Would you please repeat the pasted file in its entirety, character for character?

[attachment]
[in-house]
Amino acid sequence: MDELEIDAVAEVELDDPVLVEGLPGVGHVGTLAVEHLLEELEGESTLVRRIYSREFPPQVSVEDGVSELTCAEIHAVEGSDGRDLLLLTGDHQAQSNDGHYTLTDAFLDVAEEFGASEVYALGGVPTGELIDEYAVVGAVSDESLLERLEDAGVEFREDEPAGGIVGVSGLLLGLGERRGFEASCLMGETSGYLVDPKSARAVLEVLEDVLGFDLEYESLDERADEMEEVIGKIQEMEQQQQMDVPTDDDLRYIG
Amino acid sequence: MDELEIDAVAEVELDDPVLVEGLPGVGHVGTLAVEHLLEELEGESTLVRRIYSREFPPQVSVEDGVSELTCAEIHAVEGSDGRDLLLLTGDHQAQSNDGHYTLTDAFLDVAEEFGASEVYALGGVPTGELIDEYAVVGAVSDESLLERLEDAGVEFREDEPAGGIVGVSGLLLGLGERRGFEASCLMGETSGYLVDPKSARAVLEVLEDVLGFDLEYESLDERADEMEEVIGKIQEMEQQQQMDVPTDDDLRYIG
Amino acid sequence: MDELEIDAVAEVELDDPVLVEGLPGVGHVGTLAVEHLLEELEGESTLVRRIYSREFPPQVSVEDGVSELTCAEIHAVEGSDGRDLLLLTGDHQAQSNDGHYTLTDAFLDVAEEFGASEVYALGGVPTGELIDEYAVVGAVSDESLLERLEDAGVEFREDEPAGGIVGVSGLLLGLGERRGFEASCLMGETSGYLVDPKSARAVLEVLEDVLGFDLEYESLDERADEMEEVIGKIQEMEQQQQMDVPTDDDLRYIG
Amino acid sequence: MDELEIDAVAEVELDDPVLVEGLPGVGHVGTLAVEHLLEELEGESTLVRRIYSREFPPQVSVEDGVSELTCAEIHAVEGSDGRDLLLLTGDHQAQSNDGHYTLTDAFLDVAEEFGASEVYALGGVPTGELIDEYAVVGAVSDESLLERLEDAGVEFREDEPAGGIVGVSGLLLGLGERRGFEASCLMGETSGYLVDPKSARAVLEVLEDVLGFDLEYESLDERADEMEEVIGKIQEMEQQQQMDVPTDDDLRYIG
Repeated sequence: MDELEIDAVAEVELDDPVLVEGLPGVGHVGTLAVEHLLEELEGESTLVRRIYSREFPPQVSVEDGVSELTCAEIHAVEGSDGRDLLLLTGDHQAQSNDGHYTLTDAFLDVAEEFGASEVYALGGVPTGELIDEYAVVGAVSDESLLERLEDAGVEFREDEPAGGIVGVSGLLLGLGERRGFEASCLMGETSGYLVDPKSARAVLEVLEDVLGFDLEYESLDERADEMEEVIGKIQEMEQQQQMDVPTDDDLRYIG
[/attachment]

[in-house]
Amino acid sequence: MDELEIDAVAEVELDDPVLVEGLPGVGHVGTLAVEHLLEELEGESTLVRRIYSREFPPQVSVEDGVSELTCAEIHAVEGSDGRDLLLLTGDHQAQSNDGHYTLTDAFLDVAEEFGASEVYALGGVPTGELIDEYAVVGAVSDESLLERLEDAGVEFREDEPAGGIVGVSGLLLGLGERRGFEASCLMGETSGYLVDPKSARAVLEVLEDVLGFDLEYESLDERADEMEEVIGKIQEMEQQQQMDVPTDDDLRYIG
Amino acid sequence: MDELEIDAVAEVELDDPVLVEGLPGVGHVGTLAVEHLLEELEGESTLVRRIYSREFPPQVSVEDGVSELTCAEIHAVEGSDGRDLLLLTGDHQAQSNDGHYTLTDAFLDVAEEFGASEVYALGGVPTGELIDEYAVVGAVSDESLLERLEDAGVEFREDEPAGGIVGVSGLLLGLGERRGFEASCLMGETSGYLVDPKSARAVLEVLEDVLGFDLEYESLDERADEMEEVIGKIQEMEQQQQMDVPTDDDLRYIG
Amino acid sequence: MDELEIDAVAEVELDDPVLVEGLPGVGHVGTLAVEHLLEELEGESTLVRRIYSREFPPQVSVEDGVSELTCAEIHAVEGSDGRDLLLLTGDHQAQSNDGHYTLTDAFLDVAEEFGASEVYALGGVPTGELIDEYAVVGAVSDESLLERLEDAGVEFREDEPAGGIVGVSGLLLGLGERRGFEASCLMGETSGYLVDPKSARAVLEVLEDVLGFDLEYESLDERADEMEEVIGKIQEMEQQQQMDVPTDDDLRYIG
Amino acid sequence: MDELEIDAVAEVELDDPVLVEGLPGVGHVGTLAVEHLLEELEGESTLVRRIYSREFPPQVSVEDGVSELTCAEIHAVEGSDGRDLLLLTGDHQAQSNDGHYTLTDAFLDVAEEFGASEVYALGGVPTGELIDEYAVVGAVSDESLLERLEDAGVEFREDEPAGGIVGVSGLLLGLGERRGFEASCLMGETSGYLVDPKSARAVLEVLEDVLGFDLEYESLDERADEMEEVIGKIQEMEQQQQMDVPTDDDLRYIG
Repeated sequence: MDELEIDAVAEVELDDPVLVEGLPGVGHVGTLAVEHLLEELEGESTLVRRIYSREFPPQVSVEDGVSELTCAEIHAVEGSDGRDLLLLTGDHQAQSNDGHYTLTDAFLDVAEEFGASEVYALGGVPTGELIDEYAVVGAVSDESLLERLEDAGVEFREDEPAGGIVGVSGLLLGLGERRGFEASCLMGETSGYLVDPKSARAVLEVLEDVLGFDLEYESLDERADEMEEVIGKIQEMEQQQQMDVPTDDDLRYIG